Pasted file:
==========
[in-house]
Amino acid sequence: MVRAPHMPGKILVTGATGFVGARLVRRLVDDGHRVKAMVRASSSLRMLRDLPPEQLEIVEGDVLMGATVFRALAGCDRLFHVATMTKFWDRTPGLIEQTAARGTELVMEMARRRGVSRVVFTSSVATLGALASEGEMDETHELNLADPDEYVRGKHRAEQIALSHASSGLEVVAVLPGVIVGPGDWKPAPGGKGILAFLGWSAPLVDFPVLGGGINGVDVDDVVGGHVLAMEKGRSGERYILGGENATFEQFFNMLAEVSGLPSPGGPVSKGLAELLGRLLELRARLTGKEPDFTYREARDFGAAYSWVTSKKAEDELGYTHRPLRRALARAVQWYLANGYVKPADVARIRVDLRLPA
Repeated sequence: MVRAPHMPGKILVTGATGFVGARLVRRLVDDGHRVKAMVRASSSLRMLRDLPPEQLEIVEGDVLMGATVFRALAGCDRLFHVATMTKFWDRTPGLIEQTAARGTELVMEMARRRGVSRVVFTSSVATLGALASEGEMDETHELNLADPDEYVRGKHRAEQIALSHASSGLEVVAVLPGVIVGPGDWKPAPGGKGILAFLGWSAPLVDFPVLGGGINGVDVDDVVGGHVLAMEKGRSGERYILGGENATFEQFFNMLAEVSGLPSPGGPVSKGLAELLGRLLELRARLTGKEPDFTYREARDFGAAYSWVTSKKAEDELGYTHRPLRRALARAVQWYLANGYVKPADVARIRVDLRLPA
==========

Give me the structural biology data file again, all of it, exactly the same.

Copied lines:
[in-house]
Amino acid sequence: MVRAPHMPGKILVTGATGFVGARLVRRLVDDGHRVKAMVRASSSLRMLRDLPPEQLEIVEGDVLMGATVFRALAGCDRLFHVATMTKFWDRTPGLIEQTAARGTELVMEMARRRGVSRVVFTSSVATLGALASEGEMDETHELNLADPDEYVRGKHRAEQIALSHASSGLEVVAVLPGVIVGPGDWKPAPGGKGILAFLGWSAPLVDFPVLGGGINGVDVDDVVGGHVLAMEKGRSGERYILGGENATFEQFFNMLAEVSGLPSPGGPVSKGLAELLGRLLELRARLTGKEPDFTYREARDFGAAYSWVTSKKAEDELGYTHRPLRRALARAVQWYLANGYVKPADVARIRVDLRLPA
Repeated sequence: MVRAPHMPGKILVTGATGFVGARLVRRLVDDGHRVKAMVRASSSLRMLRDLPPEQLEIVEGDVLMGATVFRALAGCDRLFHVATMTKFWDRTPGLIEQTAARGTELVMEMARRRGVSRVVFTSSVATLGALASEGEMDETHELNLADPDEYVRGKHRAEQIALSHASSGLEVVAVLPGVIVGPGDWKPAPGGKGILAFLGWSAPLVDFPVLGGGINGVDVDDVVGGHVLAMEKGRSGERYILGGENATFEQFFNMLAEVSGLPSPGGPVSKGLAELLGRLLELRARLTGKEPDFTYREARDFGAAYSWVTSKKAEDELGYTHRPLRRALARAVQWYLANGYVKPADVARIRVDLRLPA